Now that Election Day has come and gone, voters in most American jurisdictions are breathing happy sighs of relief. Not only did they get to exercise the franchise – an honored civic responsibility – they also get some respite from the seasonal barrage of vile campaign advertising.

I feared we would not be as lucky here in Georgia. In our state, a candidate must poll a majority of the vote to win election, which means runoff elections are necessary to decide close races. A plurality alone won’t do the job… which meant that there was a considerable likelihood of a runoff election being necessary in our gubernatorial contest.

And that, alas, would have meant another four weeks of nastiness, backbiting, and mudslinging between the Scumbag Crook and the Lying Sack of Shit.

Civility in public discourse has become an endangered species in our great Republic… but I have a way to restore it. Enhance it, even. A modest proposal, if you will, that would provide a much-needed shave, haircut, shampoo, and massage to the Body Politic.

Once upon a time, when a gentleman’s reputation was called into question by a rival, said gentleman had the option – nay, the responsibility – to defend his good name on the Field of Honor by challenging his rival to a duel. Swords, pistols, or other weaponry would be used to settle the matter; depending on the terms agreed between the parties, the fight could be to first blood, to the point where one or more parties could no longer continue to fight, or to the death. The objective was generally not so much to kill the opponent as it was to gain “satisfaction,” restoring honor by showing oneself willing to risk one’s life for it. Thus was redress achieved: by personal combat, not through the bloodless agency of the courts.

While technically illegal in most jurisdictions, dueling was socially accepted. Participants were rarely prosecuted and even more rarely convicted.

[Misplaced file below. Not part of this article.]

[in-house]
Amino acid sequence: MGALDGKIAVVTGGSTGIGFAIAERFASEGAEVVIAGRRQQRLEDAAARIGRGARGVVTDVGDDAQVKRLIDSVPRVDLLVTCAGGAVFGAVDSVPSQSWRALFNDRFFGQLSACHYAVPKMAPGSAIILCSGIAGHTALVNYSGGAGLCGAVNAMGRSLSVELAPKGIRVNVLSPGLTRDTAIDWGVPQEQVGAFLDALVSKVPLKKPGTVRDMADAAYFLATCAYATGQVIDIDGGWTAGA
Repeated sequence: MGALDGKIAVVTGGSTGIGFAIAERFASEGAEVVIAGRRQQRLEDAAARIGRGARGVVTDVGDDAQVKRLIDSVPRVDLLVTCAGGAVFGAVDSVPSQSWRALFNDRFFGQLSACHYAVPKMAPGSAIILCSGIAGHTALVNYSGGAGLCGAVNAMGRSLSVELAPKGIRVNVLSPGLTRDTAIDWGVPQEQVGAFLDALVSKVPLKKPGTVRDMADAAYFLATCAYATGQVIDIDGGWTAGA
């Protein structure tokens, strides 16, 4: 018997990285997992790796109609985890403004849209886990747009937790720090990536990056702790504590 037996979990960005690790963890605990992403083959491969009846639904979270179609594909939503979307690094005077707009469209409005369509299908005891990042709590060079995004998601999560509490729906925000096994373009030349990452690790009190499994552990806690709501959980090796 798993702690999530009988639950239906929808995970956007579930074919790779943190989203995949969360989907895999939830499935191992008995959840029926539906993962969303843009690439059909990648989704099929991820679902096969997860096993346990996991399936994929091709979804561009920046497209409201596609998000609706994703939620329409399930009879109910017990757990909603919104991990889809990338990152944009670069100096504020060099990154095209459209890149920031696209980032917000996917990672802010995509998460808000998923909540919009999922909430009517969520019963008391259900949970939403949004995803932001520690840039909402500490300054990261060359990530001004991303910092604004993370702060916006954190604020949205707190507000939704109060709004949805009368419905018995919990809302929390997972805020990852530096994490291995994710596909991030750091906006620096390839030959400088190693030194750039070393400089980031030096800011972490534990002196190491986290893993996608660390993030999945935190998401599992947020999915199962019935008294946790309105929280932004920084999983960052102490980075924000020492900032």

My proposal is simply this: that participants in elections be permitted, even strongly encouraged, to use the Code Duello as a means of seeking redress from opponents who insult them.

Your electoral rival says you’re a thief? Challenge him to derringers at dawn. You broadcast an ad that says your opponent is soft on illegal immigration? If he chooses, he can throw down the gauntlet and duke it out with you with the pointy piece of metal of his choice.

Politicians will have a lot less time to sling mud if they’re busy sharpening up those long-neglected fencing and shooting skills. And there’s no downside, as far as the public is concerned… because a politician who declines a challenge shows him – or herself – to lack the honor requisite for holding public office. If one should accept and get blown away, why, that’s one less mudslinging politician. A win-win!

Office-seekers whose campaigns focused on their own achievements rather than on the supposed flaws of their opponents would have nothing to fear. Only those who revel in the Negative Campaign would be at risk from a (mostly justifiably) pissed-off rival.

The more I think about it, the better I like it. What say you?

Steve Krodman

Steve Krodman

Steve Krodman, AKA the Bard of Affliction, lives in the steaming suburbs of Atlanta with his wife and two cats. He is partial to good food, fine wine, tasteful literature, and Ridiculous Poetry. Most significantly, he has translated the Mr. Ed theme song into four languages.